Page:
Differential regulation of GLUT1 activity in human corneal limbal epithelial cells and fibroblasts

David P. Kuipers, Calvin University
Jared P. Scripture, Calvin University
Stephen M. Gunnink, Calvin University
Matthew J. Salie, Calvin University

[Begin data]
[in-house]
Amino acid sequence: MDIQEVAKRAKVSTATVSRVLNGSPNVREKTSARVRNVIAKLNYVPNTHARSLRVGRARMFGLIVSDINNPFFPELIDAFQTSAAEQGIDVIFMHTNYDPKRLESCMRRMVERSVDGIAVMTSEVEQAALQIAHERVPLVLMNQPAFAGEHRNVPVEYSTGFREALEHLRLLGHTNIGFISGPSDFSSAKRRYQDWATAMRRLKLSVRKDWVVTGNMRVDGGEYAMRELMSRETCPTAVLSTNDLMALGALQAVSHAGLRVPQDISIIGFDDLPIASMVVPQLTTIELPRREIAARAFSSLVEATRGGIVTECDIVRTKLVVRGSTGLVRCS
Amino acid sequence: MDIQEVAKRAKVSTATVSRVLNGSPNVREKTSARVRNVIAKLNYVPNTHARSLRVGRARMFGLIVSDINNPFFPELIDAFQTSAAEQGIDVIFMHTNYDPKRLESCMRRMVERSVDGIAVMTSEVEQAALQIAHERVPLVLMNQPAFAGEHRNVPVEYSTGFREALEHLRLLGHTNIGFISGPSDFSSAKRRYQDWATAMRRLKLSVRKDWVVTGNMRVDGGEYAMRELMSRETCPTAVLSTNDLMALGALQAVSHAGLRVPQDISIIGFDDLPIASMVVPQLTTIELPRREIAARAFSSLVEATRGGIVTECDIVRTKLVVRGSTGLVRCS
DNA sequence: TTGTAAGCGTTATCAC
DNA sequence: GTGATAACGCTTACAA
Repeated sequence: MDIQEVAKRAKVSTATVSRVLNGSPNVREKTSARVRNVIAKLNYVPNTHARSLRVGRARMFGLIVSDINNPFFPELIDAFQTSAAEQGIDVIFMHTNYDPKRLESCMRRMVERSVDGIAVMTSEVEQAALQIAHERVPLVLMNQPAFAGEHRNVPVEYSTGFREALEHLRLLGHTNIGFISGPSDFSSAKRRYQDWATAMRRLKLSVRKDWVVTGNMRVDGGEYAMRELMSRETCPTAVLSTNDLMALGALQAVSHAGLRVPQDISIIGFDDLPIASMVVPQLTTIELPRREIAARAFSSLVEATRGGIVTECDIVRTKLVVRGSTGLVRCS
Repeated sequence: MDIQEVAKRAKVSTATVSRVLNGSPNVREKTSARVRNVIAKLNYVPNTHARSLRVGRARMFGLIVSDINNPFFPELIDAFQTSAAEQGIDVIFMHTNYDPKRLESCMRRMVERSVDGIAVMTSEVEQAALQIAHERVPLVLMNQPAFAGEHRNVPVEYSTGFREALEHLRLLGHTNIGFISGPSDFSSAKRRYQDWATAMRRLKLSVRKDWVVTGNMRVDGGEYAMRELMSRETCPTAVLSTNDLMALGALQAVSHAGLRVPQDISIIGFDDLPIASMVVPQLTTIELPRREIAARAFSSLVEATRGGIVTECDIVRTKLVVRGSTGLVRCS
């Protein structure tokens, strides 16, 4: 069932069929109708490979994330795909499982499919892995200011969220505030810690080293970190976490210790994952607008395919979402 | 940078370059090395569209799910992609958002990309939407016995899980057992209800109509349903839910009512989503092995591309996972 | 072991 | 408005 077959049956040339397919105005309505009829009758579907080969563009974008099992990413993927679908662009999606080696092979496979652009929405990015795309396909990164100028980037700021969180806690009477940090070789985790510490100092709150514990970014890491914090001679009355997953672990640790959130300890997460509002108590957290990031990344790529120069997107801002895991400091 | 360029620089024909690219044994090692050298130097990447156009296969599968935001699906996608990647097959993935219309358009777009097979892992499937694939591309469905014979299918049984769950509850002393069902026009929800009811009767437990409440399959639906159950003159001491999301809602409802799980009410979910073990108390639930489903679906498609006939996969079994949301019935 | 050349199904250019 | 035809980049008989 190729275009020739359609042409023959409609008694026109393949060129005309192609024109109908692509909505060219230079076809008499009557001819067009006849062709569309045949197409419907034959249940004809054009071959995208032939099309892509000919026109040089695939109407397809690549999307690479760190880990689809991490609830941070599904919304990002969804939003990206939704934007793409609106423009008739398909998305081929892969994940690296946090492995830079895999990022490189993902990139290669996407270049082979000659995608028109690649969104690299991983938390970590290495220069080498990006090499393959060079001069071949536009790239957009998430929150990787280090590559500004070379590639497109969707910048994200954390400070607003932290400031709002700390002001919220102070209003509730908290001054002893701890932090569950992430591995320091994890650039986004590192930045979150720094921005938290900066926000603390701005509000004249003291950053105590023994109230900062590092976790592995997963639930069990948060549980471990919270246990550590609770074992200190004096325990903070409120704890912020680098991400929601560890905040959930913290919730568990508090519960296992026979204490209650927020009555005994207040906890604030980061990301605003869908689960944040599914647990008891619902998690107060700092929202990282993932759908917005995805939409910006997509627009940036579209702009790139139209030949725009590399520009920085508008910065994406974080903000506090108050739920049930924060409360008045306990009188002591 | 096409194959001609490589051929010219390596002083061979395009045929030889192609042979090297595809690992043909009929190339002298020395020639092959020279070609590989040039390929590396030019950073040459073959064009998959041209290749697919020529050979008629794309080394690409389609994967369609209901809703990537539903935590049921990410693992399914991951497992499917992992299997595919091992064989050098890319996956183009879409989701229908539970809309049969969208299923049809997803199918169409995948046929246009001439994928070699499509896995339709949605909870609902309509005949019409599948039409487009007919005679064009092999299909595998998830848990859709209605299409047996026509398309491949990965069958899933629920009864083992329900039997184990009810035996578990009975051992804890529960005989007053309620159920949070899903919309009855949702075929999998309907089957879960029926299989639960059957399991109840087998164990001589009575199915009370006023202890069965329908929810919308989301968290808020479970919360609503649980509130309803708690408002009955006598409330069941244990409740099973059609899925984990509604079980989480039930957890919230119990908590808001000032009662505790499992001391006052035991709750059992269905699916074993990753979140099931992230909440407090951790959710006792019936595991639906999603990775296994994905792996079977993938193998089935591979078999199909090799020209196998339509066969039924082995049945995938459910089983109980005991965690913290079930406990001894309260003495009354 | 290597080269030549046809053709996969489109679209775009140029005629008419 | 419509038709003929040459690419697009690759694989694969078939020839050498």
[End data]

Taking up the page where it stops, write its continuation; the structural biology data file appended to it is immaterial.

The corneal epithelial tissue is a layer of rapidly growing cells that are highly glycolytic and express GLUT1 as the major glucose transporter. It has been shown that GLUT1 in L929 fibroblast cells and other cell lines can be acutely activated by a variety agents. However, the acute regulation of glucose uptake in corneal cells has not been systematically investigated. Therefore, we examined glucose uptake in an immortalized human corneal-limbal epithelial (HCLE) cell line and compared it to glucose uptake in L929 fibroblast cells, a cell line where glucose uptake has been well characterized. We report that the expression of GLUT1 in HCLE cells is 6.6-fold higher than in L929 fibroblast cells, but the HCLE cells have a 25-fold higher basal rate of glucose uptake. Treatment with agents that interfere with mitochondrial metabolism, such as sodium azide and berberine, activate glucose uptake in L929 cells over 3-fold, but have no effect on glucose uptake HCLE cells. Also, agents known to react with thiols, such cinnamaldehyde, phenyarsine oxide and nitroxyl stimulate glucose uptake in L929 cells 3-4-fold, but actually inhibit glucose uptake in HCLE cells. These data suggest that in the fast growing HCLE cells, GLUT1 is expressed at a higher concentration and is already highly activated at basal conditions. These data support a model for the acute activation of GLUT1 that suggests that the activity of GLUT1 is enhanced by the formation of an internal disulfide bond within GLUT1 itself.